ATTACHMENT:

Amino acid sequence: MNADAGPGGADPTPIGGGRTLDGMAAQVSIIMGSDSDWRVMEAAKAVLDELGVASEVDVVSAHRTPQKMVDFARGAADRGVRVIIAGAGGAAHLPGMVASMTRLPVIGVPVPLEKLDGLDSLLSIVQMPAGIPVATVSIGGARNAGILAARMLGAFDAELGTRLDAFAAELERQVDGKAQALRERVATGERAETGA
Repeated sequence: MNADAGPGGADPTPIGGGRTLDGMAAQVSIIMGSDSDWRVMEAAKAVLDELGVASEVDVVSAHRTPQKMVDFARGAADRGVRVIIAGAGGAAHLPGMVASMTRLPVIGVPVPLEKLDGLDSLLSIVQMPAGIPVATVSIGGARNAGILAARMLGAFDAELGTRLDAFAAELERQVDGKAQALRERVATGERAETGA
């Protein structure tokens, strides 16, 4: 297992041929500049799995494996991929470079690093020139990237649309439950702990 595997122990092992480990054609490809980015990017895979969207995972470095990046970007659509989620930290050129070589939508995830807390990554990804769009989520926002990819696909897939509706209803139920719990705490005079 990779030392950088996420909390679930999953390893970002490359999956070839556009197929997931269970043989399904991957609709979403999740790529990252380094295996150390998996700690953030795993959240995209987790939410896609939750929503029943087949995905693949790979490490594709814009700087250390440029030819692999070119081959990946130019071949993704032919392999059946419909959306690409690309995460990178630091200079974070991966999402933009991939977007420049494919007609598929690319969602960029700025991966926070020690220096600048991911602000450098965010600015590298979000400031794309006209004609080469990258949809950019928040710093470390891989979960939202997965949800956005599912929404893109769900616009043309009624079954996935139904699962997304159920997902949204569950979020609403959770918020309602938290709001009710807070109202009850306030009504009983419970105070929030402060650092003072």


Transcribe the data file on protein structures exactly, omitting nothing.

Amino acid sequence: MNADAGPGGADPTPIGGGRTLDGMAAQVSIIMGSDSDWRVMEAAKAVLDELGVASEVDVVSAHRTPQKMVDFARGAADRGVRVIIAGAGGAAHLPGMVASMTRLPVIGVPVPLEKLDGLDSLLSIVQMPAGIPVATVSIGGARNAGILAARMLGAFDAELGTRLDAFAAELERQVDGKAQALRERVATGERAETGA
Repeated sequence: MNADAGPGGADPTPIGGGRTLDGMAAQVSIIMGSDSDWRVMEAAKAVLDELGVASEVDVVSAHRTPQKMVDFARGAADRGVRVIIAGAGGAAHLPGMVASMTRLPVIGVPVPLEKLDGLDSLLSIVQMPAGIPVATVSIGGARNAGILAARMLGAFDAELGTRLDAFAAELERQVDGKAQALRERVATGERAETGA
């Protein structure tokens, strides 16, 4: 297992041929500049799995494996991929470079690093020139990237649309439950702990 595997122990092992480990054609490809980015990017895979969207995972470095990046970007659509989620930290050129070589939508995830807390990554990804769009989520926002990819696909897939509706209803139920719990705490005079 990779030392950088996420909390679930999953390893970002490359999956070839556009197929997931269970043989399904991957609709979403999740790529990252380094295996150390998996700690953030795993959240995209987790939410896609939750929503029943087949995905693949790979490490594709814009700087250390440029030819692999070119081959990946130019071949993704032919392999059946419909959306690409690309995460990178630091200079974070991966999402933009991939977007420049494919007609598929690319969602960029700025991966926070020690220096600048991911602000450098965010600015590298979000400031794309006209004609080469990258949809950019928040710093470390891989979960939202997965949800956005599912929404893109769900616009043309009624079954996935139904699962997304159920997902949204569950979020609403959770918020309602938290709001009710807070109202009850306030009504009983419970105070929030402060650092003072």